Elite Pitcher Trades in Her Glove for Nursing Scrubs
Before the age of 10, Meghan King knew she wanted to be a pediatric nurse. However, as she grew older, she developed a talent for softball, throwing something of a curveball at that nursing aspiration. By 23, she had become one of the most prolific pitchers in Florida State University softball history.
Today, even with professional and international offers to continue her athletic career after college, King has decided to put softball on the back burner. As a member of the University of South Florida College of Nursing’s inaugural accelerated second degree cohort at the St. Petersburg campus, she has returned to her childhood aspiration: nursing.
“I get asked by a lot of people, ‘Why do you have to go to nursing school now? You can play for as long as you can, and you’ll always have school.’ At the end of the day, nursing has always been my passion,” she said.
King’s desire to be a nurse came about when she lost her friend to cancer at a young age. After hearing the friend’s family say their nurses were “the most influential people” in their lives during their child’s sickness, King felt called to a future in nursing.
After originally planning to attend the University of Maryland to play softball, King committed to FSU two months before the start of classes. Due to the late commitment, she was unable to enroll in the pre-nursing program. Undeterred, she decided upon a family and child services major after consulting with her advisors.
During the Seminoles’ run to their first and only NCAA National Championship, King carried her team with a 0.20 earned run average in the Women’s College World Series. She earned four of FSU’s six wins in the tournament.
King’s 108 career wins are second in FSU’s history behind Lacey Waldrop’s 109, and her 11 saves are the most in Seminole history.
Consistently one of the best pitchers in the nation during her time at FSU, King was also one of the best students in the classroom. Along with being the third player in Atlantic Coast Conference history to be named All-Conference First Team all four years of her playing career, King also made the All-ACC Academic Honor Roll in all five of her years at FSU.
Concurrent with the full schedule that comes with Division I athletics, King found time to give back to the community through various service projects in Florida. She won the FSU Athletic Director’s Cup for Service three times in four years, participated in the Florida Disabled Outdoors Association’s Miracle League, and assisted in disaster relief programs with the American Red Cross.
After fulfilling her child and family services practicum at Tallahassee Memorial Hospital’s pediatric care unit, King returned during her final semester as a volunteer.
“I fell in love with not just what the profession has to offer, but I was able to see every single procedure that happened on the floor,” she said. “It’s a really good profession to take yourself out of the equation and do what you can for someone else.”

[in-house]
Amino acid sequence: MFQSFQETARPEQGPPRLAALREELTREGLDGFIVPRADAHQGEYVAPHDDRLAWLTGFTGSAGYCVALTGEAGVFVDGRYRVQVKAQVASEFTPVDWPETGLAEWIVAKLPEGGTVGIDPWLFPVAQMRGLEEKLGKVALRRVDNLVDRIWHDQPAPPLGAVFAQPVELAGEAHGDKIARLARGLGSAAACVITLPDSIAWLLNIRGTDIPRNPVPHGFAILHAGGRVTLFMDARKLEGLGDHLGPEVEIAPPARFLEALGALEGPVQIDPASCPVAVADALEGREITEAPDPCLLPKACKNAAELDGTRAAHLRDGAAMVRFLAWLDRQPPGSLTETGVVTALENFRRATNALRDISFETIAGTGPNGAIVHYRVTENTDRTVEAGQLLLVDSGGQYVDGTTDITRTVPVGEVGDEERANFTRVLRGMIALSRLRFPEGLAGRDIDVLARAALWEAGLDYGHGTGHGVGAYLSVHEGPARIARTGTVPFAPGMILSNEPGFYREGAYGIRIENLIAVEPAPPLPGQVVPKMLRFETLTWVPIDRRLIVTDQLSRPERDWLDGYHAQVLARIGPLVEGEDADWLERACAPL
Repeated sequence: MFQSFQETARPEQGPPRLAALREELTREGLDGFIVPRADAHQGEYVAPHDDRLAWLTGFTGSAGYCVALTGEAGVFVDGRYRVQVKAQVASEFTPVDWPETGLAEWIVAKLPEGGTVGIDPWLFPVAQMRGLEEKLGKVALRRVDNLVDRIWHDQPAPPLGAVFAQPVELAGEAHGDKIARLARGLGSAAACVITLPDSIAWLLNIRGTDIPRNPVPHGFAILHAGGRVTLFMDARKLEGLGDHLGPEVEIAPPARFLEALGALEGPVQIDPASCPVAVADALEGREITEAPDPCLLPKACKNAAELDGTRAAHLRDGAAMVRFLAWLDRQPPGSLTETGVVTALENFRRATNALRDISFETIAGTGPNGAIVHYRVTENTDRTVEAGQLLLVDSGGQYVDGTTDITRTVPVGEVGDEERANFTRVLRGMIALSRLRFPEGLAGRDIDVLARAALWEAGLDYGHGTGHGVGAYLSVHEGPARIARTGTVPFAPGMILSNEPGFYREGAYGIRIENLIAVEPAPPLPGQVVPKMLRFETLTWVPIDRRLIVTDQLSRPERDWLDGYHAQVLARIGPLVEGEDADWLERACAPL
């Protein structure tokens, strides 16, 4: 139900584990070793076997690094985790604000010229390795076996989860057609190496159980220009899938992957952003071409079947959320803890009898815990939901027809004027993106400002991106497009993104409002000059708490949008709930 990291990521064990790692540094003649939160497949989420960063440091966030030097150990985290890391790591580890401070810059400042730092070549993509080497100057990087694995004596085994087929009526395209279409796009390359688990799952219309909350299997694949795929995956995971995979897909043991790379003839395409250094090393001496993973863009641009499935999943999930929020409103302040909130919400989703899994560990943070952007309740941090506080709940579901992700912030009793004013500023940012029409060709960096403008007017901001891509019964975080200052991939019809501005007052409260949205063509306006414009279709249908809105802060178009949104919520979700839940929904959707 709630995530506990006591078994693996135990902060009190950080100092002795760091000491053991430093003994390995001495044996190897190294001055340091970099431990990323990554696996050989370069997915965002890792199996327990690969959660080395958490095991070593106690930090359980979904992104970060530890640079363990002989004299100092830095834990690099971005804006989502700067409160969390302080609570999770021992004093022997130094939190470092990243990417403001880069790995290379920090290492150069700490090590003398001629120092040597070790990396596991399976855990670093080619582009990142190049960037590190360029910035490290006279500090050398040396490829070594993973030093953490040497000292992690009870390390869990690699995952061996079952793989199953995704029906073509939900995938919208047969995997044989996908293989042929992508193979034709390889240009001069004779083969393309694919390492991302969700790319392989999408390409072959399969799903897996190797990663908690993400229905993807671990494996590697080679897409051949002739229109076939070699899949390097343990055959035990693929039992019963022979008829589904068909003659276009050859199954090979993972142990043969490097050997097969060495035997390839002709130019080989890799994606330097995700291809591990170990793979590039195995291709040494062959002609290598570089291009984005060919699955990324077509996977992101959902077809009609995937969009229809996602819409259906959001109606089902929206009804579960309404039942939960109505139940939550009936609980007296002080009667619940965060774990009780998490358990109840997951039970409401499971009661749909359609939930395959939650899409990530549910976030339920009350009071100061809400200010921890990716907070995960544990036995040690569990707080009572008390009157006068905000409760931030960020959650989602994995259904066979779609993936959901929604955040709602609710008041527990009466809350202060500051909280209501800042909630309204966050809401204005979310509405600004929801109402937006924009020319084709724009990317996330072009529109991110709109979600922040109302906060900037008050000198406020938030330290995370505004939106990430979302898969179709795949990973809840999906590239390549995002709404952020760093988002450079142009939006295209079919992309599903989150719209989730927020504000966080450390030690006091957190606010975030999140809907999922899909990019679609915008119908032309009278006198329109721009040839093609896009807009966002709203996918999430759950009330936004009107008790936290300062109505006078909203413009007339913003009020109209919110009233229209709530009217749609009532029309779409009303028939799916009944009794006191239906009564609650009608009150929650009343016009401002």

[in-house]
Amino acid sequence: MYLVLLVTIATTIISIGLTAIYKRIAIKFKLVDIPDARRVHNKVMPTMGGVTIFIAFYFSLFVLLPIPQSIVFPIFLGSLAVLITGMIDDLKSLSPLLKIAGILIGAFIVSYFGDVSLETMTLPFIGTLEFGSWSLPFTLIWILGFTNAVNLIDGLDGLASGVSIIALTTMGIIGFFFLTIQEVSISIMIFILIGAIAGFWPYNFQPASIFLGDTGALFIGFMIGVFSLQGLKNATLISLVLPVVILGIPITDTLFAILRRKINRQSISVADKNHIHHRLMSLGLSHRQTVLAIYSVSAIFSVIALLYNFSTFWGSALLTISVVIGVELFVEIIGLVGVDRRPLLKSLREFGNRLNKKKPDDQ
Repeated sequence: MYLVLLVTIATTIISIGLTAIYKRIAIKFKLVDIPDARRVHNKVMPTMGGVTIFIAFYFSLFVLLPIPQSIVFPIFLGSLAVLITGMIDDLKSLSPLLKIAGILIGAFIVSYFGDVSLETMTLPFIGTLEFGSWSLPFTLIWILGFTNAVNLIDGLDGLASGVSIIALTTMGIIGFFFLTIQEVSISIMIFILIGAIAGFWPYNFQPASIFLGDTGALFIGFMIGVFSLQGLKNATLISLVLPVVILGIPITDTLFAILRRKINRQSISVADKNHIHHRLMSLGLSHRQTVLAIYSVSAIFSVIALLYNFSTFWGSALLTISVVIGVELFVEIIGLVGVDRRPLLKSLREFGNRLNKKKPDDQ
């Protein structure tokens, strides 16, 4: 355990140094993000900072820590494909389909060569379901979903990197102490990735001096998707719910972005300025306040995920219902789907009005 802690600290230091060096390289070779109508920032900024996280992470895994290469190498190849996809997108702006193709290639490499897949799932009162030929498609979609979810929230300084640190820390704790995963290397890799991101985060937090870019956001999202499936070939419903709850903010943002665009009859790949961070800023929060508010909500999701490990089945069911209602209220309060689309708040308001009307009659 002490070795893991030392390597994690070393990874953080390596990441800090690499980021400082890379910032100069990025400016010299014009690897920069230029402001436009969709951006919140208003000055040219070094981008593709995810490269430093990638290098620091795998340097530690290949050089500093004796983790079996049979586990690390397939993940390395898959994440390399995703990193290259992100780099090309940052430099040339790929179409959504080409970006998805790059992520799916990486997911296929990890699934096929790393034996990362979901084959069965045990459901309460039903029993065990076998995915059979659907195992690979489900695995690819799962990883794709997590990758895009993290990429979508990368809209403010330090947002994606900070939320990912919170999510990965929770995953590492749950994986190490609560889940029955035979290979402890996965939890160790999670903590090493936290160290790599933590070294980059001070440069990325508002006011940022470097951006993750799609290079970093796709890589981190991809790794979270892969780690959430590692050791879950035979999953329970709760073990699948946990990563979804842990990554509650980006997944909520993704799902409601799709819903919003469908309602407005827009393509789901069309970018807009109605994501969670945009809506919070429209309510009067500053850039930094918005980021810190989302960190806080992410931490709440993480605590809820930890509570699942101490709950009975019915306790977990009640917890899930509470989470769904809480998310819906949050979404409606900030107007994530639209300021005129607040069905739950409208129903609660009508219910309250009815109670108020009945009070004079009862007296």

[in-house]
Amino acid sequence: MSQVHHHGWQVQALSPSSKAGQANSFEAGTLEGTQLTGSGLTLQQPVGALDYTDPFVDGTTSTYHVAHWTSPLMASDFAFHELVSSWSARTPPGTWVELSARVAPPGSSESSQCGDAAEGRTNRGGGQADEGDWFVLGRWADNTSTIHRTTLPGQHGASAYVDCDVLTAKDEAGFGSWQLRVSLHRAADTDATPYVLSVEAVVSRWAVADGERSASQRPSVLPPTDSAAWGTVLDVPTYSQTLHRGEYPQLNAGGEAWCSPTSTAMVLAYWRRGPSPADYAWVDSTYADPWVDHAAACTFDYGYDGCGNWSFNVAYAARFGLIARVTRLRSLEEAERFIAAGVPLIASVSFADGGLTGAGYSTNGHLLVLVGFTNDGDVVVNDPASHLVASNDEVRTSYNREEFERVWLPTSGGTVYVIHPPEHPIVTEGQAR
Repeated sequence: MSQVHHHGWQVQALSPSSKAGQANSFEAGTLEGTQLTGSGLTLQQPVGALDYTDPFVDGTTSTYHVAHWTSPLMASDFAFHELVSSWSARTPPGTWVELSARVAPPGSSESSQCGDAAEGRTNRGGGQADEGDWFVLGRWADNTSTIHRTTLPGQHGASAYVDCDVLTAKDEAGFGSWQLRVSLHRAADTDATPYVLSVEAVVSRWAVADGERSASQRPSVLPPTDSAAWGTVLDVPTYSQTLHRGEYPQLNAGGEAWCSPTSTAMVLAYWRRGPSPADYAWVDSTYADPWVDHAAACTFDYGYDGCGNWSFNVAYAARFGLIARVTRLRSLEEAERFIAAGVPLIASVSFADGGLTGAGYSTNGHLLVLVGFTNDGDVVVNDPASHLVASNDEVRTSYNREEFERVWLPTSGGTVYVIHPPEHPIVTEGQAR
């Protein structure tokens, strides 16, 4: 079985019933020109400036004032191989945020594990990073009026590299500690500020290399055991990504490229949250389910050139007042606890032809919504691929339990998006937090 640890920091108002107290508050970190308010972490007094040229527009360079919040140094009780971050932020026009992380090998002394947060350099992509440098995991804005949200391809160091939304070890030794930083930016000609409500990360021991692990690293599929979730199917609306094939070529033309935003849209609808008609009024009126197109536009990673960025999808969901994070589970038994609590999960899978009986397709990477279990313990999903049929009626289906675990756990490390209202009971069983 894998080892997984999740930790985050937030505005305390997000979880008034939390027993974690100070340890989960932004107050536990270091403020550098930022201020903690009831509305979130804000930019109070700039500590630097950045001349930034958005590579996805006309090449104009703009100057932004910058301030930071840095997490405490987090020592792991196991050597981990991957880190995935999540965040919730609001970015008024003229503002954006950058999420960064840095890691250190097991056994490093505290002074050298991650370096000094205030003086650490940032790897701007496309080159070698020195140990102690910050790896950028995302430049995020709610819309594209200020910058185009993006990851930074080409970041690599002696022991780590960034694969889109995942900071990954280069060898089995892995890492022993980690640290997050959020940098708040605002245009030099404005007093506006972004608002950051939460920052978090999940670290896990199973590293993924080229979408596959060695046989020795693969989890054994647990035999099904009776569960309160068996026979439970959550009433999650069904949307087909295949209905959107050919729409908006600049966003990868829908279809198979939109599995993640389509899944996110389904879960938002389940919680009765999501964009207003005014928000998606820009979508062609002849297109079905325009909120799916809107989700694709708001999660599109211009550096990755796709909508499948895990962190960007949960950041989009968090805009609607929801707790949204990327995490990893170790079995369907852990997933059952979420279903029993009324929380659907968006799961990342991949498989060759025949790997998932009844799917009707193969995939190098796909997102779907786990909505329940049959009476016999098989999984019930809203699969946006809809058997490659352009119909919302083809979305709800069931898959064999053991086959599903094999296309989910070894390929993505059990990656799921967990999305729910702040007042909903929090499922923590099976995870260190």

King was also instrumental in developing an aspect of FSU Athletics’ Adopt-a-Patient program in which teams can “adopt” a patient at Tallahassee Memorial Healthcare for a year, working with lawyers to draft guidelines for patients and teams.
With plenty of experience within different aspects of health care, King had to decide the best path for her future. She says that while she considered staying at Florida State, her desire to one day do her residency at Johns Hopkins All Children’s Hospital was what swayed her to make the move south to USF.
Selected in the third round of the 2019 National Professional Fastpitch Draft to play for the Cleveland Comets, King had the chance to extend her career longer than most athletes can. When she decided to step away from a full-time opportunity to play softball, she says she was questioned on the decision. However, softball is not completely out of the picture for King. Entering her fifth year competing with the Puerto Rican National Softball team, she flew out during her first week of nursing school to compete for a spot in the 2020 Tokyo Olympics.
Puerto Rico did not qualify, but King remains involved in the sport, giving pitching lessons to more than 15 local girls. She has also been approached by ESPN about softball broadcasting on the weekend, if available.
In the future, she says she may come back and train for the 2021 World Games. With softball off the program at the 2024 Olympics in Paris, she says the 2028 Olympics could be in play “after I have a couple of babies.”
King says softball gave her an outlet for competitiveness, but also taught her skills that will translate into nursing, like teamwork, leadership and communication. Now she is ready to take what she learned and move to the next step.
“I’ve had so much fun throughout my career, but I know that this is what I was supposed to do right now, and this is what makes me happiest,” she said.